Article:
How To: Securely Sniff Wi-Fi Packets with Sniffglue

Securely Sniff Wi-Fi Packets with Sniffglue

Sniffing packets over a network is an easy way for hackers to gather information on a target without needing to do much work. But doing so can be risky if sniffing packets on an untrusted network because a payload within the packets being captured could be executed on your system. To prevent that, Sniffglue sandboxes packet sniffing to provide an extra layer of security.

Passive sniffing is stealthy and effective, making it the obvious first step for hackers and pentesters putting together information about a target network. But if you've ever run Wireshark as root before, you might have seen a warning against running it as root. That's because doing so can put your computer at risk, and running a program as root and then having it being hijacked by a zero-day vulnerability is a real risk when capturing random radio traffic.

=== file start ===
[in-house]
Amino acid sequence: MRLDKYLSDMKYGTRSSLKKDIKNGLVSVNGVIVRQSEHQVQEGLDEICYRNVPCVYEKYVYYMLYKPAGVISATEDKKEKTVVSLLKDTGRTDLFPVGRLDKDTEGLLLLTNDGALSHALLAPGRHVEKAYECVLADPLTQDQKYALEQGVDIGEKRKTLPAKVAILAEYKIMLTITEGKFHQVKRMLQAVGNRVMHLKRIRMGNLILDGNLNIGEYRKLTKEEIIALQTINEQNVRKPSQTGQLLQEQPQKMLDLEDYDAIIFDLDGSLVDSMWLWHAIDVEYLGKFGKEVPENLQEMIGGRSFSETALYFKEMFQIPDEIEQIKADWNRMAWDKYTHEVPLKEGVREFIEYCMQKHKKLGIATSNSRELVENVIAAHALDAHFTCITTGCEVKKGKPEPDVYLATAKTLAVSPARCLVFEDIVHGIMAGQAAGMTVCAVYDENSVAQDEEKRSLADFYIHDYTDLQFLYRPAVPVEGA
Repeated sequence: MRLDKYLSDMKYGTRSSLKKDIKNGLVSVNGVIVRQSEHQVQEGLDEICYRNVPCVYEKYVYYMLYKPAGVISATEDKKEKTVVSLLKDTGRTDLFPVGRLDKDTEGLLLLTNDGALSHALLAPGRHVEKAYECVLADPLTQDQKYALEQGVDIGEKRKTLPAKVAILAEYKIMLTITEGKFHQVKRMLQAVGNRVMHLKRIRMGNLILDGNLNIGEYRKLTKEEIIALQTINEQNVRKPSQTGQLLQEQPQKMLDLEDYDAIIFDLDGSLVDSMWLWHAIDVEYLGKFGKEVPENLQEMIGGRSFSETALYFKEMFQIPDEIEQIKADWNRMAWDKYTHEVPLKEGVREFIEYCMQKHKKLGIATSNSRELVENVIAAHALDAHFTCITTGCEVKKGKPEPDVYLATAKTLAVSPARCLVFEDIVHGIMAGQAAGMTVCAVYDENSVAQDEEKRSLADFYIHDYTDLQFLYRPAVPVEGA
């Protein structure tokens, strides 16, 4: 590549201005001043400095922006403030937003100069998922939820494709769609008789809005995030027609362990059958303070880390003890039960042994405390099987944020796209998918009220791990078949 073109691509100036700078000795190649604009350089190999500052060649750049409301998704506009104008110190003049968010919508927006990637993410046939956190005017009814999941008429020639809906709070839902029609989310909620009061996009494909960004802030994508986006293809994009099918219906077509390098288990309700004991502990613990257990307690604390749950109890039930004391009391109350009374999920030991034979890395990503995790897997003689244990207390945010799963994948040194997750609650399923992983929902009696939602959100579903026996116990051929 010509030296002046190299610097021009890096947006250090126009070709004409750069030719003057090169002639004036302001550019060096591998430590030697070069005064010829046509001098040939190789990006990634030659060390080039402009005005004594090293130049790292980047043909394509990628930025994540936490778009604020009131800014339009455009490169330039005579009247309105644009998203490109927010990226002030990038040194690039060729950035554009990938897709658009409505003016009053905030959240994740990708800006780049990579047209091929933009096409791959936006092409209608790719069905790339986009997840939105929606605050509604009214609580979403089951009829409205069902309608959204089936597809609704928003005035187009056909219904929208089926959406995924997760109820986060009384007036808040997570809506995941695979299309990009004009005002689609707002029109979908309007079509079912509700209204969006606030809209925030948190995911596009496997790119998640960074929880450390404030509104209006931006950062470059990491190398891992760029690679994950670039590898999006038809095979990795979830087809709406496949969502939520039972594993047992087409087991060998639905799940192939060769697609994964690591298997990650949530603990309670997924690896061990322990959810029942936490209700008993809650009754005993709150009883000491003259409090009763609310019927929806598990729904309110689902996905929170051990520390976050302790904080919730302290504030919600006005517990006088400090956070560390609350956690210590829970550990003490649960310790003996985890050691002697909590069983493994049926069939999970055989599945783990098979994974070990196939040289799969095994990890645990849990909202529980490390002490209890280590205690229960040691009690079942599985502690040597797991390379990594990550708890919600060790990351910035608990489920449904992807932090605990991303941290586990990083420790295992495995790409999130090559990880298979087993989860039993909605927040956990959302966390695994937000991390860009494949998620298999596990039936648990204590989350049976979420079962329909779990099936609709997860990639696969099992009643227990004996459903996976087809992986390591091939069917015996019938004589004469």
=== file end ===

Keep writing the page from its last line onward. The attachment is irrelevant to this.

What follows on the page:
It's very unsecure running Wireshark this way as every possible Wireshark exploit will be running with the administrator account being able to compromise the whole system.

That means that if an exploit for Wireshark is found or known to some already, that exploit will be able to run as root on your computer if you run Wireshark as root. Because we deal with so many unknowns when receiving radio data, it's essential to take steps to minimize the damage that could occur.

The proper way to avoid radio zero-days is to set up a user that can use the network adapter but can't execute as root. However, it can be confusing for someone setting things up their first time.

For anyone interested in packet sniffing with a program that has security features against these risks built-in, Sniffglue is it. It's a passive recon tool that lets you sniff traffic over a network without the risk of being detected. Unlike an ARP-scan or other active scanning tools, Sniffglue passively listens for traffic without doing anything to generate the traffic itself, as doing so would reveal its presence.